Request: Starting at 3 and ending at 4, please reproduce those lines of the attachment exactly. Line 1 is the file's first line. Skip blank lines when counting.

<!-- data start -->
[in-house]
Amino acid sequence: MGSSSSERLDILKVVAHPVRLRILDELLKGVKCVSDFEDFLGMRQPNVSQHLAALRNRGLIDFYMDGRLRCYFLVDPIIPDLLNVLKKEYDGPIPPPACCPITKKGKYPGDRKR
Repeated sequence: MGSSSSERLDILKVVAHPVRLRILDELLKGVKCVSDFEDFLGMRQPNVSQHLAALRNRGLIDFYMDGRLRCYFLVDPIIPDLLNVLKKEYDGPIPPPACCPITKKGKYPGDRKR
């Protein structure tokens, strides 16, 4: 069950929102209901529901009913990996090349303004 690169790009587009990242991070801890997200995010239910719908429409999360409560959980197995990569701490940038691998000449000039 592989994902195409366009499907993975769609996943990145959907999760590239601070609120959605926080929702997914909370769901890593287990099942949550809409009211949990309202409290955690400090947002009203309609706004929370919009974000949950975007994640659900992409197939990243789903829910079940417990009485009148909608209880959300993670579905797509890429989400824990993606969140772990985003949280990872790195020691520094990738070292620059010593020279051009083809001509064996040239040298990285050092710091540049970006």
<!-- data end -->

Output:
Repeated sequence: MGSSSSERLDILKVVAHPVRLRILDELLKGVKCVSDFEDFLGMRQPNVSQHLAALRNRGLIDFYMDGRLRCYFLVDPIIPDLLNVLKKEYDGPIPPPACCPITKKGKYPGDRKR
């Protein structure tokens, strides 16, 4: 069950929102209901529901009913990996090349303004 690169790009587009990242991070801890997200995010239910719908429409999360409560959980197995990569701490940038691998000449000039 592989994902195409366009499907993975769609996943990145959907999760590239601070609120959605926080929702997914909370769901890593287990099942949550809409009211949990309202409290955690400090947002009203309609706004929370919009974000949950975007994640659900992409197939990243789903829910079940417990009485009148909608209880959300993670579905797509890429989400824990993606969140772990985003949280990872790195020691520094990738070292620059010593020279051009083809001509064996040239040298990285050092710091540049970006």